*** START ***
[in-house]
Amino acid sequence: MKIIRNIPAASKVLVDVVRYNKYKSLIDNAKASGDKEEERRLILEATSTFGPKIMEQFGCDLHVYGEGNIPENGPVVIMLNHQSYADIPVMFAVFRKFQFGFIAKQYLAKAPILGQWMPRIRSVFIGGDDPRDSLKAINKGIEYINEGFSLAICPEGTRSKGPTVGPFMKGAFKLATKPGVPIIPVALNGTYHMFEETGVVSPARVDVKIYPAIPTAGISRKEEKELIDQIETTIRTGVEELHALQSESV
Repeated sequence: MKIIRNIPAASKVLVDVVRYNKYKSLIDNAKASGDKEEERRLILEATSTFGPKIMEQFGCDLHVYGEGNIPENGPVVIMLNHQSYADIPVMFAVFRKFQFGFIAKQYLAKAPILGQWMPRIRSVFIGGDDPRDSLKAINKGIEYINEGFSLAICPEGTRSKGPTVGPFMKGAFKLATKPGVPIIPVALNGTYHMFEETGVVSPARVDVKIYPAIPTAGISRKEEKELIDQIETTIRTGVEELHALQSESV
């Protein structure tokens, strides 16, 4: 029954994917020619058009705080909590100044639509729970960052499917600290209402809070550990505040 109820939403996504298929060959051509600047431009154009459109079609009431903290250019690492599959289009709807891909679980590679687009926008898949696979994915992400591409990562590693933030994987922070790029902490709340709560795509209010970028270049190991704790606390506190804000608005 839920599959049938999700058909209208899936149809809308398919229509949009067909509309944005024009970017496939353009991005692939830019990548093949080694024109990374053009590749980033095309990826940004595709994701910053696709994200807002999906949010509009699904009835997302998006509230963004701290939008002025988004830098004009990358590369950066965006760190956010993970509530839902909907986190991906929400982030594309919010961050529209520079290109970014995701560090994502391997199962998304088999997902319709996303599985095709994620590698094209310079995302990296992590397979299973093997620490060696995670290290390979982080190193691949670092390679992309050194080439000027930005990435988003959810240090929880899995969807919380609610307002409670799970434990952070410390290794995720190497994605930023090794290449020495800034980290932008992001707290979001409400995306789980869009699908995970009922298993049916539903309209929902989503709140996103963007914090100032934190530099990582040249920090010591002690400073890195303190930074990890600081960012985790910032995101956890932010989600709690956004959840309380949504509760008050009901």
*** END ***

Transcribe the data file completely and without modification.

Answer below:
[in-house]
Amino acid sequence: MKIIRNIPAASKVLVDVVRYNKYKSLIDNAKASGDKEEERRLILEATSTFGPKIMEQFGCDLHVYGEGNIPENGPVVIMLNHQSYADIPVMFAVFRKFQFGFIAKQYLAKAPILGQWMPRIRSVFIGGDDPRDSLKAINKGIEYINEGFSLAICPEGTRSKGPTVGPFMKGAFKLATKPGVPIIPVALNGTYHMFEETGVVSPARVDVKIYPAIPTAGISRKEEKELIDQIETTIRTGVEELHALQSESV
Repeated sequence: MKIIRNIPAASKVLVDVVRYNKYKSLIDNAKASGDKEEERRLILEATSTFGPKIMEQFGCDLHVYGEGNIPENGPVVIMLNHQSYADIPVMFAVFRKFQFGFIAKQYLAKAPILGQWMPRIRSVFIGGDDPRDSLKAINKGIEYINEGFSLAICPEGTRSKGPTVGPFMKGAFKLATKPGVPIIPVALNGTYHMFEETGVVSPARVDVKIYPAIPTAGISRKEEKELIDQIETTIRTGVEELHALQSESV
């Protein structure tokens, strides 16, 4: 029954994917020619058009705080909590100044639509729970960052499917600290209402809070550990505040 109820939403996504298929060959051509600047431009154009459109079609009431903290250019690492599959289009709807891909679980590679687009926008898949696979994915992400591409990562590693933030994987922070790029902490709340709560795509209010970028270049190991704790606390506190804000608005 839920599959049938999700058909209208899936149809809308398919229509949009067909509309944005024009970017496939353009991005692939830019990548093949080694024109990374053009590749980033095309990826940004595709994701910053696709994200807002999906949010509009699904009835997302998006509230963004701290939008002025988004830098004009990358590369950066965006760190956010993970509530839902909907986190991906929400982030594309919010961050529209520079290109970014995701560090994502391997199962998304088999997902319709996303599985095709994620590698094209310079995302990296992590397979299973093997620490060696995670290290390979982080190193691949670092390679992309050194080439000027930005990435988003959810240090929880899995969807919380609610307002409670799970434990952070410390290794995720190497994605930023090794290449020495800034980290932008992001707290979001409400995306789980869009699908995970009922298993049916539903309209929902989503709140996103963007914090100032934190530099990582040249920090010591002690400073890195303190930074990890600081960012985790910032995101956890932010989600709690956004959840309380949504509760008050009901």